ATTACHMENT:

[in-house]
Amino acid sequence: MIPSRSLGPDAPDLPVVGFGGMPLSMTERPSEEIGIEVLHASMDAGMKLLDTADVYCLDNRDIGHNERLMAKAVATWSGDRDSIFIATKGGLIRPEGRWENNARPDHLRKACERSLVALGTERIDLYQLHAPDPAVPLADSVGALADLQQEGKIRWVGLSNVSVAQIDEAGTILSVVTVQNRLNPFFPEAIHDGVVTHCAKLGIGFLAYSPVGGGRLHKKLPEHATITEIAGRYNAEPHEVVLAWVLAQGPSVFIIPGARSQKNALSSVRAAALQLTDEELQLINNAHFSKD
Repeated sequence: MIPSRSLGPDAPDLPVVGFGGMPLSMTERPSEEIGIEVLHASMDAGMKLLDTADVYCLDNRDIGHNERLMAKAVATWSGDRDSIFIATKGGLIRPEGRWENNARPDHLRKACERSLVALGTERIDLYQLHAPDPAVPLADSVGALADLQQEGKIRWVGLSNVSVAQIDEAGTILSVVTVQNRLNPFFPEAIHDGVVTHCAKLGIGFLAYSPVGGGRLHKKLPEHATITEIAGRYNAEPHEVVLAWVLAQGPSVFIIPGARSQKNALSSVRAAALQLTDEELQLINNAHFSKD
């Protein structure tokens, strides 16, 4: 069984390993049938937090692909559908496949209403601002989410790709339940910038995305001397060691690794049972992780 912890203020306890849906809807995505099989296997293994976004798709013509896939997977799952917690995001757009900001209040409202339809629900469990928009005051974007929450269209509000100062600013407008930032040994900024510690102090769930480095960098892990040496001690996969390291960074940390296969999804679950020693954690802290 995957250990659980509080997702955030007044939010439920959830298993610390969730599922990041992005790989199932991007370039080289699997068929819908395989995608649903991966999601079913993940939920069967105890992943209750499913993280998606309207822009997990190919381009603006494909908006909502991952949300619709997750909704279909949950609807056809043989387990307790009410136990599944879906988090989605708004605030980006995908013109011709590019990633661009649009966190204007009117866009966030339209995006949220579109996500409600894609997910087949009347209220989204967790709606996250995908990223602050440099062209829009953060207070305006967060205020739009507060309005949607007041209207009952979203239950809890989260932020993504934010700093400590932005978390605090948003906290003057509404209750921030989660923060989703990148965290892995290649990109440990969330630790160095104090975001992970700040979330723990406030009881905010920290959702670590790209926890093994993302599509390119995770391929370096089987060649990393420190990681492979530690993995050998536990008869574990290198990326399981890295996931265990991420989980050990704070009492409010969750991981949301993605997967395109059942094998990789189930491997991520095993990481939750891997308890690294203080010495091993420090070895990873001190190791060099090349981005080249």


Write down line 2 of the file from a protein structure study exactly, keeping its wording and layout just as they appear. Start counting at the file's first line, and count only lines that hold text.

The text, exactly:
Amino acid sequence: MIPSRSLGPDAPDLPVVGFGGMPLSMTERPSEEIGIEVLHASMDAGMKLLDTADVYCLDNRDIGHNERLMAKAVATWSGDRDSIFIATKGGLIRPEGRWENNARPDHLRKACERSLVALGTERIDLYQLHAPDPAVPLADSVGALADLQQEGKIRWVGLSNVSVAQIDEAGTILSVVTVQNRLNPFFPEAIHDGVVTHCAKLGIGFLAYSPVGGGRLHKKLPEHATITEIAGRYNAEPHEVVLAWVLAQGPSVFIIPGARSQKNALSSVRAAALQLTDEELQLINNAHFSKD